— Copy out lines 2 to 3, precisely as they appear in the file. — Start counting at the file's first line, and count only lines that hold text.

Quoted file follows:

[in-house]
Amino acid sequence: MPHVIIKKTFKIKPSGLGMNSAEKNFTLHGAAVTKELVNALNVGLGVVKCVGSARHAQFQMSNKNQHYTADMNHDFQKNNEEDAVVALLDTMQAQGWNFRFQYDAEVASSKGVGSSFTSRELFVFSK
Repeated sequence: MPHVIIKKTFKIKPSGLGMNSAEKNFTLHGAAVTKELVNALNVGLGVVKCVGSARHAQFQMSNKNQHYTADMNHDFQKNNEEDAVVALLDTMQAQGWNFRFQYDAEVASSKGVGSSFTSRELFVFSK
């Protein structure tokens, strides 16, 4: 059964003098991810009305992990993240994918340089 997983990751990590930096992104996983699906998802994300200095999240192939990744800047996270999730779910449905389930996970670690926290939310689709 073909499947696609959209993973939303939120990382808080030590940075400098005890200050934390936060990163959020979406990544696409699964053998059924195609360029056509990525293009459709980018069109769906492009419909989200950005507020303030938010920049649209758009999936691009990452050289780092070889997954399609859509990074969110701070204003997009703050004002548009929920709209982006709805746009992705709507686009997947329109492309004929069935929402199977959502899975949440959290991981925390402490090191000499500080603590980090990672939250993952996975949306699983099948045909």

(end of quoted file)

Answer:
Amino acid sequence: MPHVIIKKTFKIKPSGLGMNSAEKNFTLHGAAVTKELVNALNVGLGVVKCVGSARHAQFQMSNKNQHYTADMNHDFQKNNEEDAVVALLDTMQAQGWNFRFQYDAEVASSKGVGSSFTSRELFVFSK
Repeated sequence: MPHVIIKKTFKIKPSGLGMNSAEKNFTLHGAAVTKELVNALNVGLGVVKCVGSARHAQFQMSNKNQHYTADMNHDFQKNNEEDAVVALLDTMQAQGWNFRFQYDAEVASSKGVGSSFTSRELFVFSK